IBD: Is competition intensifying in online travel?

Gilliland: We're getting smarter and so are our competitors. But I also see competition getting more disciplined. You don't have cutthroat pricing anymore, you have competitive pricing.

IBD: How has Sabre transformed itself over the past few years?

Gilliland: For one thing, revenue growth's taking off.

If you look way back at our history before the online travel business began, we were primarily a travel distribution business. We took what was available and put it on our shelves and distributed it through travel agents.

IBD: What impact did this have on Sabre's sales growth?

Gilliland: We had a few years of relatively flat revenue growth. Now (in 2006), we're seeing between 15%-20% growth this year in revenue, and we see (that holding) over the course of the next several years. We're also looking at EPS growth this year of about 15%.

IBD: What's fueling the growth?

Gilliland: Certainly a fair amount of this growth is coming from Travelocity. Travelocity now accounts for about a third of Sabre's total revenue. That's up from about 10% in 2002. We expect Travelocity to be closer to 40% of revenue by the end of the year.

IBD: Where else is Sabre growing?

Gilliland: We're growing our hotel business as part of the Sabre Travel Network. It's grown by a fairly dramatic clip of about 25%. That's indicative of the value we're providing to hotels, not only through Travelocity but also through our larger travel distribution network.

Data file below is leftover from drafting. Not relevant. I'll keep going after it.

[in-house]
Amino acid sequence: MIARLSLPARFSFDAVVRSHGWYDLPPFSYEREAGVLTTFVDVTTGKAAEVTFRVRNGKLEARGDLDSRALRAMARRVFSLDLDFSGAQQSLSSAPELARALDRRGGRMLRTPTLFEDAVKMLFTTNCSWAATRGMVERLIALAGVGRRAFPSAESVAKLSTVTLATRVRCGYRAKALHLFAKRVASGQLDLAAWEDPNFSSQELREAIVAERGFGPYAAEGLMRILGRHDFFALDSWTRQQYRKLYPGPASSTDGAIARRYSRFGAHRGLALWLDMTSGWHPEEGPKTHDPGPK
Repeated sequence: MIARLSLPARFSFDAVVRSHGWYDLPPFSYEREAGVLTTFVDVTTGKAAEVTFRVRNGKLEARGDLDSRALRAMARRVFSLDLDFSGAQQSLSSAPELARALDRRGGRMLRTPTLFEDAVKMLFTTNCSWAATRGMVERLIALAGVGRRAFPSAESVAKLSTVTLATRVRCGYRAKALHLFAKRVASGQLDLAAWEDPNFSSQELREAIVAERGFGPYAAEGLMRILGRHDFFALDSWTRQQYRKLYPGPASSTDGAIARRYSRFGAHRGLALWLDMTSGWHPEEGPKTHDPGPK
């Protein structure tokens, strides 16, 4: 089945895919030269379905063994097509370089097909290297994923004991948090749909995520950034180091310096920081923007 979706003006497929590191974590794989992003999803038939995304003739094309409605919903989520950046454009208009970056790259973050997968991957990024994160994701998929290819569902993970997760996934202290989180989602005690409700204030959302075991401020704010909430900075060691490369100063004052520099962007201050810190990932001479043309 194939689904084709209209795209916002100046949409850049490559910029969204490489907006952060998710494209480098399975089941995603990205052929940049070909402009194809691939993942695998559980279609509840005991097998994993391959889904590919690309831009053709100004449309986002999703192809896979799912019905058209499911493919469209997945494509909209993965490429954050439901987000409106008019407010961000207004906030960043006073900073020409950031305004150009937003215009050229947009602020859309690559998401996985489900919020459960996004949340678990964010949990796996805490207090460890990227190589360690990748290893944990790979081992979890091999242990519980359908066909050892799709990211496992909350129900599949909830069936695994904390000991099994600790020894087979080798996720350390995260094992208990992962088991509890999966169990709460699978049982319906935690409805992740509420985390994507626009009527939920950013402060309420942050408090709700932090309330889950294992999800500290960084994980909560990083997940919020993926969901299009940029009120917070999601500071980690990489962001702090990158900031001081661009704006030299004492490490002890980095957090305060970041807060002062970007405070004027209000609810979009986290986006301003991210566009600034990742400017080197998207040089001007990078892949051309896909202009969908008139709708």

IBD: How is Sabre doing internationally?

Gilliland: Our non-U.S. revenue has grown from a little less than 30% of total sales in 2002 to a little less than 40% today. And we operate now in about 143 countries. Our global footprint has changed considerably.

IBD: What about free cash flow?

Gilliland: Sabre expects its free cash flow to be greater than $300 million in 2006. This compares with free cash flow of $134.9 million last year.

IBD: What types of deals did Sabre strike with airlines last quarter?

Gilliland: On April 21, Sabre announced that it had signed long-term full content (fare publishing) agreements with Delta Air Lines for seven years and United Airlines for five years. (And Monday, it announced a five-year pact with Continental Airlines.)

This is in addition to a long-term five-year deal signed with Northwest in the first quarter and another five-year deal with U.S. Airways. We also signed a five-year deal late last year with AirTran.

IBD: What was the point of these deals?

Gilliland: We're focused on developing a balanced distribution model for everyone, including travel agents and corporations. The deals are cost-efficient for airlines, require us to continue our own cost reduction focus at Sabre, and drive acceptable balance between long-term stability and efficiency, and incentive reductions for travel agents.